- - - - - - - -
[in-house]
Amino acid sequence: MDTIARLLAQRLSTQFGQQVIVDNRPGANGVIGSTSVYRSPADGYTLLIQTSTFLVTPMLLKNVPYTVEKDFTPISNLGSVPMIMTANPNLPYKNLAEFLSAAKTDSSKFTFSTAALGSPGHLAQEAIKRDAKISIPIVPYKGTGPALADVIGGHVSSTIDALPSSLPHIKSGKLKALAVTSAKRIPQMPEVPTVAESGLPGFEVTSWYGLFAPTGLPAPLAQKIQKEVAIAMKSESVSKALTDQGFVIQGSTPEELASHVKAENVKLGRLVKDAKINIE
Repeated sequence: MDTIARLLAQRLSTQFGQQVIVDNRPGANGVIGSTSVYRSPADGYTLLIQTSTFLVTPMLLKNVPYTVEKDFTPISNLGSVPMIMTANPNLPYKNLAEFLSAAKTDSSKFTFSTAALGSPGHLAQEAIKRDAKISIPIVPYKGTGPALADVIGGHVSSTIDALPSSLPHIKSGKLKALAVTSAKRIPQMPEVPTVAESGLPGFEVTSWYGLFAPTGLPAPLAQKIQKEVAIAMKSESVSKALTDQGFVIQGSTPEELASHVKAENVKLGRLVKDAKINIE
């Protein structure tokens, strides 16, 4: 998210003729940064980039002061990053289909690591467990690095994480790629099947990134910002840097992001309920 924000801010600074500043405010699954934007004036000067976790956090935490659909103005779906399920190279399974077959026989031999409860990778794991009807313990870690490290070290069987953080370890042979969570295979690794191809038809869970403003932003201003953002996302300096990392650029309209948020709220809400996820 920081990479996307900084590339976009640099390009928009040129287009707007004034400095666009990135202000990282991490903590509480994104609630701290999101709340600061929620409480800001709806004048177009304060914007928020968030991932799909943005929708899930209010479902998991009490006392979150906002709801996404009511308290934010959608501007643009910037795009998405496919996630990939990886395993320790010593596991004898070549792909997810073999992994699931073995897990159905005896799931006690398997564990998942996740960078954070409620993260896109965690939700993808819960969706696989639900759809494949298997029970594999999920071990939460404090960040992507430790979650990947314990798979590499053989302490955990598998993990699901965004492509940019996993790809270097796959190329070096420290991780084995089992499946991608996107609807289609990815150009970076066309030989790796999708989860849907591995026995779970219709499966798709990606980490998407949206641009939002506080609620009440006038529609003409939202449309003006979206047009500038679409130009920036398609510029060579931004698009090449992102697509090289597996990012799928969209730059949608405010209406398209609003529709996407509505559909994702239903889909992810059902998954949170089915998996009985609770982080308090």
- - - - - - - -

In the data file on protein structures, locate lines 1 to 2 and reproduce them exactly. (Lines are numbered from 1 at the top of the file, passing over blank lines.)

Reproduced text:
[in-house]
Amino acid sequence: MDTIARLLAQRLSTQFGQQVIVDNRPGANGVIGSTSVYRSPADGYTLLIQTSTFLVTPMLLKNVPYTVEKDFTPISNLGSVPMIMTANPNLPYKNLAEFLSAAKTDSSKFTFSTAALGSPGHLAQEAIKRDAKISIPIVPYKGTGPALADVIGGHVSSTIDALPSSLPHIKSGKLKALAVTSAKRIPQMPEVPTVAESGLPGFEVTSWYGLFAPTGLPAPLAQKIQKEVAIAMKSESVSKALTDQGFVIQGSTPEELASHVKAENVKLGRLVKDAKINIE